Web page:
Charities have faced income challenges in the past and will do so again. Recessions and economic slowdowns have generally offered alternative channels for income investors to navigate, and it has been possible to estimate and plan for the impact on income streams. The current challenges are unique in their nature; before even considering their investment income, many trustee bodies are facing temporary total loss of income from trading subsidiaries, fundraising events and the like. Prospects for a return to anything close to normality seem uncertain (at best).
In terms of investment income, the near-total economic lockdown has had a devastating impact on revenues for multiple sectors, creating an undeniably challenging outlook. Dividends from oil companies have been cut or appear under threat, while banks in many areas have been asked by regulators not to pay. A number of consumer-facing and industrial companies which are facing unprecedented falls in their revenue have moved to suspend or postpone their dividends. While for some it is a financial necessity to ensure sufficient cash for their operations, others are acting cautiously as they consider worst-case scenarios, or because they see it as important that all stakeholders share the pain while they receive government help. Income from property investments is as uncertain, and government bond yields have been driven to negligible levels.
Of course there are brighter spots. We would expect fixed-income coupons to continue largely uninterrupted, and some sectors (pharmaceuticals, some consumer stocks, and the technology and ‘online’ winners) remain in good dividend-paying health (although the technology sector tends to be quite low-yielding in the first instance).
Trustees should by now have a good grasp of the extent of their near-term investment income challenges, but how long will these challenges last? How quickly will companies return to dividend paying? Will they resume paying at historic levels? Or reset to lower distributions? In the absence of a material change in the course of the virus or firm news on vaccines, we may need to consider that the challenges described are perhaps starting to take on more of a ‘structural’ rather than temporary hue. Clearly the detriment will vary portfolio by portfolio, but we think that income reductions of around 30% for the calendar year 2020 will be quite typical from a balanced portfolio; we have little visibility now on how the situation will look in 2021.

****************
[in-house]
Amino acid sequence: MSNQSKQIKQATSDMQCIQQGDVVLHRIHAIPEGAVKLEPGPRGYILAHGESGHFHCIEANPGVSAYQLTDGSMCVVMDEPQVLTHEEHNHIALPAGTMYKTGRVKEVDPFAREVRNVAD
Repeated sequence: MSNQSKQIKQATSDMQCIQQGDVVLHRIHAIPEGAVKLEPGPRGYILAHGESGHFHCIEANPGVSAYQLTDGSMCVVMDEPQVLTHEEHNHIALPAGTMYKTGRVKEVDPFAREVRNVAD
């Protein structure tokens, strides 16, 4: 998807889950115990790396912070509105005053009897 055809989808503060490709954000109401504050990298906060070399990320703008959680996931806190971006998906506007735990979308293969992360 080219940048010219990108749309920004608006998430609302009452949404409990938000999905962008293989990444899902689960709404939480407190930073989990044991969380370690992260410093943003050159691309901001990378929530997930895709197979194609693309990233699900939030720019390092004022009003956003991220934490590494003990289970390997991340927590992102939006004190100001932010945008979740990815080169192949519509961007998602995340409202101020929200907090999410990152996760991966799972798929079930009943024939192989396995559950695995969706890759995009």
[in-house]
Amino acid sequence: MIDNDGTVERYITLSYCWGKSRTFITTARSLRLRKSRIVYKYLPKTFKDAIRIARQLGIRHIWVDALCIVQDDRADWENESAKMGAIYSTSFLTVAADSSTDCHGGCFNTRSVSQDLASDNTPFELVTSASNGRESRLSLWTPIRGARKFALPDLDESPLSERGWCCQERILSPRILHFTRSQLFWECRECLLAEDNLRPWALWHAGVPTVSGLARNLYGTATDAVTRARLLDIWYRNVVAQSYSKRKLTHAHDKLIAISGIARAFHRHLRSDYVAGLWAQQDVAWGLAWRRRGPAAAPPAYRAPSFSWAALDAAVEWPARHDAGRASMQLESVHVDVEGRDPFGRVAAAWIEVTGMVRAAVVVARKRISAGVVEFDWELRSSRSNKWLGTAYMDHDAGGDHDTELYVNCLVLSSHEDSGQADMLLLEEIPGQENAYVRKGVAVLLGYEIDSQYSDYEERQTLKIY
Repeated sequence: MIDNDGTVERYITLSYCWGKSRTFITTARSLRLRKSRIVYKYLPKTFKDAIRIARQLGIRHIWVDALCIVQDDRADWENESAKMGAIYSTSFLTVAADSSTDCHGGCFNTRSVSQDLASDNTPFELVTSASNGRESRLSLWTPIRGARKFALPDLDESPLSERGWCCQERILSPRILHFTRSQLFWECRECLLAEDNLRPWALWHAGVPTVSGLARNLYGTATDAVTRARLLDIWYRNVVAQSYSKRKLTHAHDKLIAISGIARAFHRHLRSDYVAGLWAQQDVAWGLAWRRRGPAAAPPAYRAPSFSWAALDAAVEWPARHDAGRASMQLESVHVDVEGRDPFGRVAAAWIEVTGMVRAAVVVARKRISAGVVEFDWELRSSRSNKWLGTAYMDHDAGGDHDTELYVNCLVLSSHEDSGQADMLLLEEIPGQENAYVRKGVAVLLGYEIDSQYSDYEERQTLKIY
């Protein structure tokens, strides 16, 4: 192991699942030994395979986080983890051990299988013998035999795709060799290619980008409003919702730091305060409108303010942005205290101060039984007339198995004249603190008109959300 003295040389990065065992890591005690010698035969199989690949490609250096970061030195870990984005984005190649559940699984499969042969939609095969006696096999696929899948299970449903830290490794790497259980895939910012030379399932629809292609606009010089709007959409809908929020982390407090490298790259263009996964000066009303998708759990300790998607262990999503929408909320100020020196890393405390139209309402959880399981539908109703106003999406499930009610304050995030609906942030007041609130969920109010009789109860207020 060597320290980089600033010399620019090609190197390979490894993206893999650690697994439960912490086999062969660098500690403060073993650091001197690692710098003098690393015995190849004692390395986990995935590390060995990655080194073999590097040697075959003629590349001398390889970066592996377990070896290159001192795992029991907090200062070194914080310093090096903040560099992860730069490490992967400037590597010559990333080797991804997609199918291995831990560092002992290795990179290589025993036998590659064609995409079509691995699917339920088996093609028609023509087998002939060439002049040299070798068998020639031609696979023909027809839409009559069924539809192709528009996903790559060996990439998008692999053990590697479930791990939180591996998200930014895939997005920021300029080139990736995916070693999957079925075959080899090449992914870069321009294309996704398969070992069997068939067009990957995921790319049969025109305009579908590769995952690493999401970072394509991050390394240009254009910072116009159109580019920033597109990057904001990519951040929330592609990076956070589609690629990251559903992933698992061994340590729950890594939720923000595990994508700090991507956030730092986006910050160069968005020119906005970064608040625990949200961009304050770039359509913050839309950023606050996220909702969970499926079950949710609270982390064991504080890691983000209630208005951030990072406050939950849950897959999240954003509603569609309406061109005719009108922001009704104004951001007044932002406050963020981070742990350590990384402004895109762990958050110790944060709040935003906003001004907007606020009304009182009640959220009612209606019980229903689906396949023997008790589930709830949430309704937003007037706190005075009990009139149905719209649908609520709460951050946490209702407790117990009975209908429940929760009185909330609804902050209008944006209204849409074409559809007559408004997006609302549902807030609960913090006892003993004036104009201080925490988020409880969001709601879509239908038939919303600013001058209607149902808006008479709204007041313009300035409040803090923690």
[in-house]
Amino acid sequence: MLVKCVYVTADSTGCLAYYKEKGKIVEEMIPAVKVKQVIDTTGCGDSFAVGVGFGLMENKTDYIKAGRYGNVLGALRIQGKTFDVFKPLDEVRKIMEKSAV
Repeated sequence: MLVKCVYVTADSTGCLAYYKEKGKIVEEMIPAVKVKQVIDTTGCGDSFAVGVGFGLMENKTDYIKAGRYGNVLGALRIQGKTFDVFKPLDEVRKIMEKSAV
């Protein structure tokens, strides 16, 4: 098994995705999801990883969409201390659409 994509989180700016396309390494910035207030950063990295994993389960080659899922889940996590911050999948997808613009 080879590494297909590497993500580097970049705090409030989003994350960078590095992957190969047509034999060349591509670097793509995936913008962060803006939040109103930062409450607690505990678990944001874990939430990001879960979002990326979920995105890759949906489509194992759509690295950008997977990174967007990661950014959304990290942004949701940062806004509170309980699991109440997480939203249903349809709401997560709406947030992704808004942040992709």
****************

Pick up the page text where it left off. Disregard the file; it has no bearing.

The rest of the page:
How should we react?
In these difficult times, we are committed to doing what we believe is best for the long-term returns of charity investors. The current circumstances are naturally leading us to stress-test the companies in which we invest, but where they come through that process with our conviction unchanged, our first response will be to look through the temporary disruption to dividends to more normal times when dividends are resumed, and retain what we feel are good investments. This will suit many, but we recognise that what is best for each charity can be different. It is possible that some charities will require their portfolios to be managed with an emphasis on limiting the near-term income detriment. Others may be able to use capital to supplement income, or indeed may have some flexibility in their business through an income reserve, or the ability to defer some of their own expenditure.
A charity’s investment portfolio is, first and foremost, an integral part of the charity’s business, and needs to be configured appropriately to that end. Unfortunately, the current situation makes forward planning a significant challenge. As the remainder of 2020 unfolds, and information around the likely path to societal normality and therefore recovery becomes clearer, we will be working closely with investing trustees to plot the most appropriate course ahead.
Your capital may be at risk. The value of investments and the income from them can fall as well as rise and investors may not get back the original amount invested.
This is a financial promotion. These opinions should not be construed as investment or any other advice and are subject to change. This document is for information purposes only. Any reference to a specific security, country or sector should not be construed as a recommendation to buy or sell investments in those securities, countries or sectors. Please note that portfolio holdings and positioning are subject to change without notice. Issued by Newton Investment Management Limited, The Bank of New York Mellon Centre, 160 Queen Victoria Street, London, EC4V 4LA. Registered in England No. 01371973. Newton Investment Management is authorised and regulated by the Financial Conduct Authority, 12 Endeavour Square, London, E20 1JN and is a subsidiary of The Bank of New York Mellon Corporation.
Alan Goodwin is head of investment relationship management at Newton Investment Management